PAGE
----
Piston Slap: If this van’s a-knockin’ …
I have a 2003 Dodge Ram van with a 5.2 with 207,000 miles. I bought it four years ago with 195,000 miles and use it to help me remodel houses in Florida. The Carfax and records indicate regular maintenance since new while it was owned by a local HVAC company before I purchased it. The engine starts almost instantly and does not knock when cold. After coming up to normal operating temp, I get a “soft” regular knock knock knock at idle. The knock doesn’t sound heavy like a rod and doesn’t sound tinny like a valvetrain issue. It is definitely not an injector tick, more of a clunk/knock and it sounds like it would be on only one cylinder/piston.
Here is the best part: It disappears completely just above idle. Is this piston slap? What causes piston slap? It doesn’t smoke or use oil.
Thank you for your detailed explanation of the problem. This is probably not piston slap because it only happens when warm: A cold engine has wider engine tolerances (in the piston rings to the cylinder bore, to be exact) while warmer ones are tighter and therefore less likely to slap. But if this assessment makes you say,
“Wait one second there, Sanjeev! You condemned a Jeep to piston slap with the same of circumstances so ZOMG why did you contradict yourself?”
Then I shall admire and respect you for that valid (and possibly damning) observation! I’m diverging from the previous diagnosis because the Jeep 4.0’s piston-slapping tendencies are documented both via Chrysler technical service bulletin and in multiple cases mentioned on Jeep forums: I see no such evidence for any of the Chrysler LA engines.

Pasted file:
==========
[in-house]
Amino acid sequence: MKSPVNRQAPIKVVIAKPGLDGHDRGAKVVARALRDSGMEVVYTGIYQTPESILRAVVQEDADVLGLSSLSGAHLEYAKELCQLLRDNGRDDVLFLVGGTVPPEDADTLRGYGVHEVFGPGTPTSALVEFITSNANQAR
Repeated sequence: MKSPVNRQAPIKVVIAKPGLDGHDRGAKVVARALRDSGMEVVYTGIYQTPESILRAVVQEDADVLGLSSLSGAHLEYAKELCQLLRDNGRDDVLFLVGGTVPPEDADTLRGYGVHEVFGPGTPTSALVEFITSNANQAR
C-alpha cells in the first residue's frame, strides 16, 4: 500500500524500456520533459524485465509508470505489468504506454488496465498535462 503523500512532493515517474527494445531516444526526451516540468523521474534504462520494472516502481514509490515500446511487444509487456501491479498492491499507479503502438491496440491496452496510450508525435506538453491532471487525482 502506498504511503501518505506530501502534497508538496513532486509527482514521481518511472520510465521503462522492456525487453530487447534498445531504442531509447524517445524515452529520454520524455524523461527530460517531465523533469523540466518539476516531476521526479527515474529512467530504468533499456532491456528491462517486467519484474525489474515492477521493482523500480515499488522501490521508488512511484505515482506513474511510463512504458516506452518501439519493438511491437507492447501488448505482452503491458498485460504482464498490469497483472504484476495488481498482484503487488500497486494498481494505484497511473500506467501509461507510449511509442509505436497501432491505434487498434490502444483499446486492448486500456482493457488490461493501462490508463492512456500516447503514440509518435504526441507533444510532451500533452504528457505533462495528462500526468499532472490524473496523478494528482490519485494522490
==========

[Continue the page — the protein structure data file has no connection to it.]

That said, I wager this is a mild case of rod knock. While far from great news, a mild case of anything at 207,000 miles is a sign of a well-maintained motor. Perhaps it won’t be a serious concern for a long time, provided we do something about it.
As it warms, thinning oil compounds the problems of a worn engine with spinning parts that are out of spec, which could account for rod knock at idle when warm. If true, the solution is opposite of the aforementioned Jeep: run thicker viscosity oil (or add an additive like Lucas) to see if it silences the knock. I’m leaning toward going from 10W-30 to 10W-40 oil, especially since it doesn’t get very cold in Florida.
Modern engines are far less likely to tolerate a thicker oil, but it’s worth a shot here. But which viscosity oil? Will it actually solve the problem? There are many questions to ponder …
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